Thoughts #1 On starting afresh as a blogger

For years, I have tried to be a consistent blogger. So far, I think I’ve had started and abandoned at least ten blogs, on various platforms including WordPress, Blogspot, Medium, and some other places my blogger friends would suggest as “really cool” and “much better than WordPress!”. The reasons behind switching platforms every time I started a new blog were mainly two:

1. Guilt — The feeling of starting a new blog on a platform where you already have one; one that you left high and dry, whose potential you overlooked selfishly before planning to write on all your new and exciting ideas in a fresh, better-looking blog, is unbearable.

2. Somehow, I used to feel that changing platforms would have some positive effect on my writing and determination to be consistent blogger. I have done this with diaries and notebooks too. There was a time, I’d take the excess diaries that my father would get during New Year, to “write”, and after writing some nonsense or doodling on the first ten pages, I’d move on to another diary/notebook ’cause the previous one was now contaminated — a glaring example of my inability to use a brand new hardbound diary for carefully penning down interesting ideas that’d eventually come together as fodder for the literary masterpiece I’d publish at 24, which’d get me a modest 20,000 likes (more than that means I’m too popular and a popular 24-year-old writer in India means “shit”) on my Facebook page, while intelligent girls from academia in DU and JNU would write me fan letters asking if I’m single.

Now, I cannot say for sure what this trait says about me. But I’m willing to  guess — and I’m willing because I have thought about this more than I should have — that it probably means I am fickle and/or an escapist. Throughout my years from school to college, my parents, along with my close friends, have always said that I am fickle and restless and unless I settle down in my head with what I want to do in life, I’ll never succeed.

Which is actually true. Now, as I write about this, I’m reminded of other examples, of being myself.

Since as far back as middle school, up till college, at the start of every session in every year, for the first month, I’d be super-diligent. I’d study every day; sometimes, even complete the next two chapters all by myself. I’d show off in class. I think after a point, my classmates realized that iska toh aisahi chalta hai and stopped giving me bhao, and without fail, within the end of first month or middle of second month, I’d be back to being my casual, slacker self. At times, for no apparent reason, I’d get excited by something that’d catch my fancy and I’d totally make up my mind to become a behemoth genius in that field, and that’d last for a month or two, tops. On that note, since the age of five, I’ve had plans to be — off the top of my head — (chronologically) painter, actor, scientist, singer, cricketer (preferably all-rounder, and a fast bowling one, because I liked Flintoff, Cairns and Kallis, and later when I realized I can’t run so much all the time, I chose to be a left-arm orthodox bowler), cricket commentator (when I realized I’m too fat, lazy and incompetent to play professional cricket), a WWE superstar (yes, judge me), a WWE commentator (Guess why?), a rockstar (preferably, singer-songwriter-guitarist-keyboard player-mixer-arranger-and-producer. Oh and I’d write all lyrics too), a filmmaker (this is something that I’m still interested in and I always will be — more on this in later posts), a screenwriter, a copywriter (I was a copywriter professionally for a while), study MBA (I don’t know why I thought of that), a civil servant, and then finally, a journalist.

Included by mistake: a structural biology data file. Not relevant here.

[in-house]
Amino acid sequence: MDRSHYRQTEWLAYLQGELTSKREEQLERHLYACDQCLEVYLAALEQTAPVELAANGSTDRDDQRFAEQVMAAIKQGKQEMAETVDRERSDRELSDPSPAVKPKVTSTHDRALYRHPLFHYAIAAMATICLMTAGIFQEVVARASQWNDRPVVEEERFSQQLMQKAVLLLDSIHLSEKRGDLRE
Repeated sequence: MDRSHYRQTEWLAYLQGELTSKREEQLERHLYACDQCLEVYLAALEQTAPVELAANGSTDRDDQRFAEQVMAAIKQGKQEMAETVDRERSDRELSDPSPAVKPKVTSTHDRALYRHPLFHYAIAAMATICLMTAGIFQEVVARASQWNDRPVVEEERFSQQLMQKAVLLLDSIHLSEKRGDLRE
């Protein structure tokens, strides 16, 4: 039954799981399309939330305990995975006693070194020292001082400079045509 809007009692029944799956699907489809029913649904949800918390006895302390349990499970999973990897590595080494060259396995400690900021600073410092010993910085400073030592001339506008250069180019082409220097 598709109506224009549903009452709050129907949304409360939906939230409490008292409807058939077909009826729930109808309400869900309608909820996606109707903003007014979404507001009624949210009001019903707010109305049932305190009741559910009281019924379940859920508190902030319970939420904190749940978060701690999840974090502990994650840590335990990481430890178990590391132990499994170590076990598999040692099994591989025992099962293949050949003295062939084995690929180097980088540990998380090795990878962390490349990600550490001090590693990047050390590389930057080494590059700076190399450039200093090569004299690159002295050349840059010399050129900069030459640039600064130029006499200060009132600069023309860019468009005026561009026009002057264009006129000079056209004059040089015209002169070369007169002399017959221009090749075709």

I think the only reason I stopped at “journalist” and actually stuck to it is because I’m too old to fool around with my career and my father’s money. Besides, it’s something, I feel, that comes easily to me. I like this trade and contrary to how I’d grumble in J-school regarding journalism being not my “thing”, now, I feel I can be good at this if I just focus and not jump around from one thing to another.

Which brings me to “blogging”. As you can see, I did blog here, at least thrice a month, on an average, in early 2015. If you notice, as the months progressed, the frequency of posts decreased and after April, I think, there has been no post. I think that should tell you a lot.

However, I plan to restart/reboot this blog. I already have a blog for my news pieces. That is something I have plans about. Or at least, I intend to have a plan about it ’cause if I don’t, there goes my career down the drain. As for this blog, I have no plans this time, honestly. No grand plans to win an Indiblogger award. As someone interested in wanting to improve his writing, the craft of it, to discover new, fresh ways to express myself through language, I’m going to use this blog as a writing exercise. So expect lots of nonsense and meaninglessness, if you come across this. There are chances you won’t because I will pass this blog’s URL to someone only when I want that person to read it. So here’s my first post in a long time. Hope, I’ll return here soon and write.

If not, this shall stand as a testament to my singular consistency in being, like my father says, boddo phickel minded!